The ITF rankings do not tell how good a player is going to be. Our American juniors go to Morocco and Asia to get points. The true test is getting their points at the jr. grand slams, then with hard work you may have a chance on the pro circuit.

The best players win, the best players work extremely hard, it´s not because of money or clay courts, it´s all about working HARD!!

Enough is Enough said...

Everyone blames development; Lack of money; Lack of USTA help; Lack of Clay Courts. That´s the problem. Excuses, Excuses, Excuses.

Players have been successful training on hard courts, clay courts, indoors and outdoors, going to college and not going to college, playing ITF tournaments and playing sectionaly/nationally. Players are successful living at home and living somewhere else.

The players hear their parents complain; hear the other players complain; hear coaches complain. The United States is suppose to be a strong country.

Shut up and start training!!

Unknown said...

Har Tru is not real clay, not at all. I live in Florida and most of the municipal Har Tru courts are in lousy condition. There is almost no true red clay in the US.

Anyone who does not know that true European red clay plays and develops kids 100% differently than Har Tru should not be posting on this subject.

Unknown said...

By the way, since all American kids are not "hard working" and thats why we fail at tennis, how come we produce the best basketball players? Its because the playgrounds are an incubator where kids play all the time and the best rise and are scooped up by AAU teams and developed.

Thats what the USTA should do. Grow the game, make it affordable for kids to play on real red clay, and let the best rise up. The big name coaches and academies will then develop them.

NancyAtlanta said...

Ha, the USTA defenders are comical. Spain and France are 1/7th our size and have more top 200 players. And their tennis associations put 5 times the percentage of revenues back into junior development than the USTA does.

Gee, must be a coincidence.

The Dude said...

Look, it's catch-22. You need the money to train and travel to win points and get a ranking so the USTA can sponsor you and pay for your training and travel. Hoever, if you have the money, you are already too soft and won't work hard enough to rise to the ATP level. The eastern europeans are hungry enough to see their meal ticket through hitting the yellow ball as well as the ghetto kid sees his meal ticket through the hoop. If you don't think you need money, then you are not living in the USA.

work-hard-tennis said...

Dude, that is exactly what I have experienced. It takes a ton of money to travel and get good enough to compete well in tennis. Thus you have the kids who don't "HAVE" to work hard. As one middle school teacher commented, "They are entitled."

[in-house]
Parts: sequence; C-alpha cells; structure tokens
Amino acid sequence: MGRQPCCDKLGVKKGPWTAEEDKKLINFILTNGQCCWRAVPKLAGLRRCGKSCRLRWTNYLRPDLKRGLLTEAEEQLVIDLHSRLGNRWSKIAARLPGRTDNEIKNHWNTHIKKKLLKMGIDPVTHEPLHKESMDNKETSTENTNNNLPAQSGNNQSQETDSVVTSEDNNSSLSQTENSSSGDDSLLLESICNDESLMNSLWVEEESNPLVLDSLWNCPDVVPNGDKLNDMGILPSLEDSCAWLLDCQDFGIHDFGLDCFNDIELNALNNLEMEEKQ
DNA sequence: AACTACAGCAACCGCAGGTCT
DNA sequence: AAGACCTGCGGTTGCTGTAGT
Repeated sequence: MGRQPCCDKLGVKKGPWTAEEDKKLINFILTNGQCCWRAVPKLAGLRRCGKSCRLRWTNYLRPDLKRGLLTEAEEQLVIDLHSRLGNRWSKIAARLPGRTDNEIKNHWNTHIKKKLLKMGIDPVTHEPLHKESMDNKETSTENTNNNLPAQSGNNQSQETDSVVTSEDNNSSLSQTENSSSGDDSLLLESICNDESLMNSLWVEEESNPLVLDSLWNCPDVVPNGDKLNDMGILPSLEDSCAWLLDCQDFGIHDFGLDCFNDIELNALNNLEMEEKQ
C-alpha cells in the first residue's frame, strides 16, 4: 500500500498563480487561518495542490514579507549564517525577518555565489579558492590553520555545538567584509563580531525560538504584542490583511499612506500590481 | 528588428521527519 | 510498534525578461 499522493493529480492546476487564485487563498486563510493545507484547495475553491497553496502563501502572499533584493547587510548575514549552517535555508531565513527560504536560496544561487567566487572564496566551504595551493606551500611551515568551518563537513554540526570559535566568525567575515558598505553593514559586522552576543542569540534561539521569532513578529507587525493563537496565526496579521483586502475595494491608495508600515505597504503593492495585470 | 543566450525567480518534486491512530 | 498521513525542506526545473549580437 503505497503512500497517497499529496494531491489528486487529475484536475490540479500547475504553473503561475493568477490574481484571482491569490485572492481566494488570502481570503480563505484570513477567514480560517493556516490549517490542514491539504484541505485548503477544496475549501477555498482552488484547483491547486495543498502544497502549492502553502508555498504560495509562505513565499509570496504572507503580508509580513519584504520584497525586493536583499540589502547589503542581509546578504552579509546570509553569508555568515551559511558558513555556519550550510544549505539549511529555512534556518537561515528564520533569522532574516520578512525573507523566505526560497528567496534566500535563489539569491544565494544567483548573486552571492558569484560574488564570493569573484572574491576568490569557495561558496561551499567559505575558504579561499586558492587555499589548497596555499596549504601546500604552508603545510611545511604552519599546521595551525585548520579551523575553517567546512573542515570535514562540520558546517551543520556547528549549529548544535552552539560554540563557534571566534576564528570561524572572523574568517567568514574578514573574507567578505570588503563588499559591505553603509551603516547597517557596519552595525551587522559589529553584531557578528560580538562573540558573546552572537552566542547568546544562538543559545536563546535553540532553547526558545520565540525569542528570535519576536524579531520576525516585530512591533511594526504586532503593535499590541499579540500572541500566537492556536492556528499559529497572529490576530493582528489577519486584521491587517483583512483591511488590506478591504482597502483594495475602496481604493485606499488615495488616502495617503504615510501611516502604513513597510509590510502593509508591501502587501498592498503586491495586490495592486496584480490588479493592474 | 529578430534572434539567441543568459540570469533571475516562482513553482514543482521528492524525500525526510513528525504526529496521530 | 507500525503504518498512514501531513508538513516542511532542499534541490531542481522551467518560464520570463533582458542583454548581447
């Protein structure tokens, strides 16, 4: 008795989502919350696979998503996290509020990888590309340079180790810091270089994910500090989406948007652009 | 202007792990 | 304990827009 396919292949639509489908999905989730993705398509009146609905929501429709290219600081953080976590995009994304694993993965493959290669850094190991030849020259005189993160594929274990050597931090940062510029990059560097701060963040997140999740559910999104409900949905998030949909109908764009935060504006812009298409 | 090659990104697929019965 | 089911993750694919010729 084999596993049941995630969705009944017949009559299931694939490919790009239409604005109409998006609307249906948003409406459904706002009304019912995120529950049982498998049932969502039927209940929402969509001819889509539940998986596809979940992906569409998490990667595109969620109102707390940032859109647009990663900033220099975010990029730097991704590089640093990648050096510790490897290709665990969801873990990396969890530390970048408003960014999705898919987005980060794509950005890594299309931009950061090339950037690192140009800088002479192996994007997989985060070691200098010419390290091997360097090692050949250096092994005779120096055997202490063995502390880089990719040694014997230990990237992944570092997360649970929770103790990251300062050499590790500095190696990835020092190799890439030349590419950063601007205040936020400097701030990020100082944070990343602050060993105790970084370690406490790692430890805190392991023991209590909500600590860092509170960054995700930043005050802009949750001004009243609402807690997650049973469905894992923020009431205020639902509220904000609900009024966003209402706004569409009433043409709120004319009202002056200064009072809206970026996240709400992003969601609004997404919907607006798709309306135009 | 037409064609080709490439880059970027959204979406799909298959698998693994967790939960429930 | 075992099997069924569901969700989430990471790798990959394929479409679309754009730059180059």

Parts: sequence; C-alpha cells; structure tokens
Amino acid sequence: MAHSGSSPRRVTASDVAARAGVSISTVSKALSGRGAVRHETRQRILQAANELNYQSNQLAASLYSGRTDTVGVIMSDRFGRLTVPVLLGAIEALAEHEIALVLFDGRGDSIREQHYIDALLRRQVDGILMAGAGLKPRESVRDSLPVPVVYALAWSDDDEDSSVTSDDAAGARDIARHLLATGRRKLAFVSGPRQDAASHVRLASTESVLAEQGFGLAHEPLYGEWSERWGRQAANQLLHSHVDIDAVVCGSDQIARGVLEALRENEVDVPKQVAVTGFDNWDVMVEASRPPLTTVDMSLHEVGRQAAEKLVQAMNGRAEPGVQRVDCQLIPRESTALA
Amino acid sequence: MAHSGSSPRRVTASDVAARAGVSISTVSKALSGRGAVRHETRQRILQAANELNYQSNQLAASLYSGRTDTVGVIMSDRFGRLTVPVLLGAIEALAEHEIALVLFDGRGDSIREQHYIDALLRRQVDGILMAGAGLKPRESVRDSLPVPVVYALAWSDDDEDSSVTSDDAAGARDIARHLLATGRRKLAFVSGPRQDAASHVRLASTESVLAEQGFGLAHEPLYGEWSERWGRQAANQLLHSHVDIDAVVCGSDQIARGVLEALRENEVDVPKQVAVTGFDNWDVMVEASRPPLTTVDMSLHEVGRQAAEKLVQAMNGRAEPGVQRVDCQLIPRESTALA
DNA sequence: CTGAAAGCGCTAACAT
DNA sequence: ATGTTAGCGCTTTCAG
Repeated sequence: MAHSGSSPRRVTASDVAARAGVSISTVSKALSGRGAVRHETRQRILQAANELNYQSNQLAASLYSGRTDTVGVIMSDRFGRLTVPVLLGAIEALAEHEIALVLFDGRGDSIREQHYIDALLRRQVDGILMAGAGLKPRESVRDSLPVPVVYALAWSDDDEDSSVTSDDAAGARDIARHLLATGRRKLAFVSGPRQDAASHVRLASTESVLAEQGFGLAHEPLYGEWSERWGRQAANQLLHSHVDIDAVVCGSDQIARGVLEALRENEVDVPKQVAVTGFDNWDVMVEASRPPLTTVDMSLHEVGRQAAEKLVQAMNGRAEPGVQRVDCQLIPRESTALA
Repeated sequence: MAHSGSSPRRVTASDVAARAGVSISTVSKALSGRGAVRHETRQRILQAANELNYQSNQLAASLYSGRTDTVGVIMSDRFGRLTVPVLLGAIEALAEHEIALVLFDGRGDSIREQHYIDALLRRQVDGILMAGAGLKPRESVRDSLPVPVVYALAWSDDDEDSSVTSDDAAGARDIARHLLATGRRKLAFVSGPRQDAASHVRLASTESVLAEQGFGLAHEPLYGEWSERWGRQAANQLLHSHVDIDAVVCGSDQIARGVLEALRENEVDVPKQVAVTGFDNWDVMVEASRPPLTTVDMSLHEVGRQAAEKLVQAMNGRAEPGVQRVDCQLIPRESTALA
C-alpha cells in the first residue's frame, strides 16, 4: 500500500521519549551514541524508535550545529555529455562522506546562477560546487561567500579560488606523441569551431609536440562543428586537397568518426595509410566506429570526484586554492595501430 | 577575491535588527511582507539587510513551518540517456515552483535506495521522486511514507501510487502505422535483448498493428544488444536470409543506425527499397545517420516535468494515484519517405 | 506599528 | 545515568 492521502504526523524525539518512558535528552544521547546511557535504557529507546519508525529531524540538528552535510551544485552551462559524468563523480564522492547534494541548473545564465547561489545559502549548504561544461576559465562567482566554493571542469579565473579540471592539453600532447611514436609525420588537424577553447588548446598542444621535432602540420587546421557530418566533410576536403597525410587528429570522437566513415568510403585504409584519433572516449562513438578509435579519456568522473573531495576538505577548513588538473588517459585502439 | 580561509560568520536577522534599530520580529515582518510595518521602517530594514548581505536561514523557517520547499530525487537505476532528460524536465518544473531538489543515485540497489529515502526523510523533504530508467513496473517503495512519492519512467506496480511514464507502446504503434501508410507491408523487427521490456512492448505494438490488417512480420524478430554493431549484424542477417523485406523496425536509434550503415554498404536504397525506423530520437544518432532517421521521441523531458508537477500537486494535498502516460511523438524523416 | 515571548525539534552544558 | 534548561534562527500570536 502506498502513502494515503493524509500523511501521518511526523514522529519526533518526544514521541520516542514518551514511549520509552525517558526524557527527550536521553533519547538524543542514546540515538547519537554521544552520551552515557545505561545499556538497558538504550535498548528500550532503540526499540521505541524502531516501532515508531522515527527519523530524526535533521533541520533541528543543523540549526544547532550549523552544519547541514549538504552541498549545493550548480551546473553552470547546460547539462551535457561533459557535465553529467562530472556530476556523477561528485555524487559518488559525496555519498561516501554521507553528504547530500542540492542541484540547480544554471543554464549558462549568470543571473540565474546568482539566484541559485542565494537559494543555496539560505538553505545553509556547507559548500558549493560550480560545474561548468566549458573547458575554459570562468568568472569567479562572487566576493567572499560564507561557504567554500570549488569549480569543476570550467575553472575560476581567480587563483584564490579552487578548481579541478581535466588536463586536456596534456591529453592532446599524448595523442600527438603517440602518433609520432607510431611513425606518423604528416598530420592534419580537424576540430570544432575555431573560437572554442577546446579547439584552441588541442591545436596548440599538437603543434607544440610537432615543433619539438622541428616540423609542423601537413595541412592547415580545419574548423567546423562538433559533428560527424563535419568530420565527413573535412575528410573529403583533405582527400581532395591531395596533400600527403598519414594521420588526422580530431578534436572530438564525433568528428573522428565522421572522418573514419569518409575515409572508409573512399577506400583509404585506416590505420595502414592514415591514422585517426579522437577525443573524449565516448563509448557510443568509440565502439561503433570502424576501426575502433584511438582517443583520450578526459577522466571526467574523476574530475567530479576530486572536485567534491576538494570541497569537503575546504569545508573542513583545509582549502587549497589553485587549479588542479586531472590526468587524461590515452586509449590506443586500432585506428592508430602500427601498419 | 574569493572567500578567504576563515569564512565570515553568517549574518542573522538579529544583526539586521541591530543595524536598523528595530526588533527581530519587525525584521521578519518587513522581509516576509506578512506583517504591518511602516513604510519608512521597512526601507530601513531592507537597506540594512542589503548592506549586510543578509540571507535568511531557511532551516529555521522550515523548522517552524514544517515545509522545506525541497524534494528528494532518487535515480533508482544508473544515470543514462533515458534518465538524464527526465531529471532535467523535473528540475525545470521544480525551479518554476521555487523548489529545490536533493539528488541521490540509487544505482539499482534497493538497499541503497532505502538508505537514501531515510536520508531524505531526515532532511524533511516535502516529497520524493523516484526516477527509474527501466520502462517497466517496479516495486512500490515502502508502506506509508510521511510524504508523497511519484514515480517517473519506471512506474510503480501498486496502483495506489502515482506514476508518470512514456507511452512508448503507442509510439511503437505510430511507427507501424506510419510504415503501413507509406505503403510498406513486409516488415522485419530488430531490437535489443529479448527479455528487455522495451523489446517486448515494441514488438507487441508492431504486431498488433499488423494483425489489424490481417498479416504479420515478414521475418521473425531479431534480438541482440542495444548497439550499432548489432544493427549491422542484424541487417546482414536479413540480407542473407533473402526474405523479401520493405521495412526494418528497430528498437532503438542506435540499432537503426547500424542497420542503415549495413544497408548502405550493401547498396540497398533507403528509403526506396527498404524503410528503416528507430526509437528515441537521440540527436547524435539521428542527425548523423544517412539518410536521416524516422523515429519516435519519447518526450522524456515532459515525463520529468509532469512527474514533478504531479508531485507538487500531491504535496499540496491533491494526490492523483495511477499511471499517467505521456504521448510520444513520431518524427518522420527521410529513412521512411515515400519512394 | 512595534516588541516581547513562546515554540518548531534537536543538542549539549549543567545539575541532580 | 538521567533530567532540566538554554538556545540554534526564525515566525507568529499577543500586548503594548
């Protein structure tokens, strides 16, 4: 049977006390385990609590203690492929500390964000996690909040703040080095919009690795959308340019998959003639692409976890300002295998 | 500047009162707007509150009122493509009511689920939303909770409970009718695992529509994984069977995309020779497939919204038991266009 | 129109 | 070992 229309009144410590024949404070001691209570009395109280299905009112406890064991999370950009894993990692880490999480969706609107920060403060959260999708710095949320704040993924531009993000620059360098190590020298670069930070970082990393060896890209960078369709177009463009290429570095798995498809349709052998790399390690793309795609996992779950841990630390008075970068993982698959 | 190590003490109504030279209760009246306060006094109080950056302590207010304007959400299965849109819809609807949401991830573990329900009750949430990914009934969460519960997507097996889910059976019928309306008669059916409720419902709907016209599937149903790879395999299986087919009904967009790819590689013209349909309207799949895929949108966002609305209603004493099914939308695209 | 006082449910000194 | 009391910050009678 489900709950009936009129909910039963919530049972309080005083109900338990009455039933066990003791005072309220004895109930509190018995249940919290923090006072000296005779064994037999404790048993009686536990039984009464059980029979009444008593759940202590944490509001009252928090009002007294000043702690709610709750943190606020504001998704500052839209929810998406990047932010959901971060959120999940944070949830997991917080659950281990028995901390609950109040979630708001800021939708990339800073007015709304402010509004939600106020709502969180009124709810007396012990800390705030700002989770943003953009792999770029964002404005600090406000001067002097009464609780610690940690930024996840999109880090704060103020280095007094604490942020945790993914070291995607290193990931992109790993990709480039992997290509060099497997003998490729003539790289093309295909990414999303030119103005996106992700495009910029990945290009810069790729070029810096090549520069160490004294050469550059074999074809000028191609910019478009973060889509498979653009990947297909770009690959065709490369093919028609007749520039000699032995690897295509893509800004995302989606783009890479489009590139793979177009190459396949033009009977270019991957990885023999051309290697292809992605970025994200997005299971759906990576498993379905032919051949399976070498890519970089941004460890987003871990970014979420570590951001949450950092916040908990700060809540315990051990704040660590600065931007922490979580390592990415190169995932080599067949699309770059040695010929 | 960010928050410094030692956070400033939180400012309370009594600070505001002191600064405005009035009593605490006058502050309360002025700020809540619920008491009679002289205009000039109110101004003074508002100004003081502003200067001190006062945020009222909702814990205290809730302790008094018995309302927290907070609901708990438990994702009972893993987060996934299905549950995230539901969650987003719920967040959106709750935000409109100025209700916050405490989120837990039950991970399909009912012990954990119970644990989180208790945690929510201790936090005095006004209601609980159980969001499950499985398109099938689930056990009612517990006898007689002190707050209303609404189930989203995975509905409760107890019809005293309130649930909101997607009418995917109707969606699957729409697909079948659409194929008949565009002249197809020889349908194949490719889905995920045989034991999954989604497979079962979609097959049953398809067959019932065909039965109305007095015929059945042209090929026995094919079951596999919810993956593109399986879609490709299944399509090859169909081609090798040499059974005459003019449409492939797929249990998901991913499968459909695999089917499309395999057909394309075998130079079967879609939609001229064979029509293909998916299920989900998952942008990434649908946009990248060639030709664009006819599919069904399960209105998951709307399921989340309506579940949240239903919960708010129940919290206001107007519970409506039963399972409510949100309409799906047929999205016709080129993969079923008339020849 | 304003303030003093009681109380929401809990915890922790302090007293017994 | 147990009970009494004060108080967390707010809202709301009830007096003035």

So how hard are they really going to work? I am not saying they are terrible lazy kids, but what is their incentive to play, play, and play some more for 5-6 hours a day in the boiling hot sun?

Every kids says they want to be a pro, but few kids really want to do the work that is required.

Unknown said...

The last two comments make no sense. The inner city kids will play 6 hours of basketball a day in the "boiling sun". Some would play tennis also if the USTA had great affordable programs and red clay courts. If the USTA made tournaments local and inexpensive instead of paying the old CEO $9 mil, or spending millions on high performance they could run these programs.

The argument about laziness is silly when we have basketball and football and volleyball players at the very highest levels in the world and they all work hard as kids.

Eric Amend said...

Work-hard-tennis hit the nail on the head!!!

They're not "terribly lazy kids" but they are too entitled to push themselves through the point of exhaustion on a daily basis. It takes a special individual to be an entitled junior player that is going to be able to sacrifice for the years that it will take to break into the Top 100.

work-hard-tennis said...


I don't mean to be disrespectful, but you missed the point; you actually said the same thing I did.

However, the point is that most tennis kids right now ARE NOT inner city kids who want to work super hard. Again, I mean no disrespect to our kids, but it is the truth. They say they want to be really good, but often I sure am not seeing them practicing hours on Saturday and Sunday. Why should they? They live in a nice house with a swimming pool in the suburbs, with Mom to write the check for the private lesson. They'll go to college, maybe play college tennis, and get their white collar job. Just like the rest of us.

Absolutely get it to the inner city kids. Absolutely make the tournaments more affordable--get tennis to the masses. They will have incentive.

A. Meek said...

Unlike basketball and football (and soccer), tennis isn't a "pick up" sport. It takes a period of hands on instruction to get to the point of actually playing tennis.

It's not going to happen on its own. To me that is where the USTA can make a difference. You have to get tennis on the radar of the "hungry" kids in this country. They're here but they are not playing tennis.

Unknown said...

Now I get your point work-hard-tennis. I agree 100% The more we get our hungry and best athletes playing tennis the better chance we have of competing.

The girls have done this well, most likely inspired by the Williams sisters. Madison Keys, Sachia Vickery, Victoria Duval and other African-American girls are coming along nicely.

Perhaps if we had one inner city male who made it big we would spawn a bunch of great athletes to play tennis.

dustin said...

there seems to be racist implications that cannot be adequately supported by reality. e.g. Federer and clijsters etc. are tremendous athletes. As good as any in the world.

conrad said...

the key to the williams sisters is not the color of their skin. it was their parents..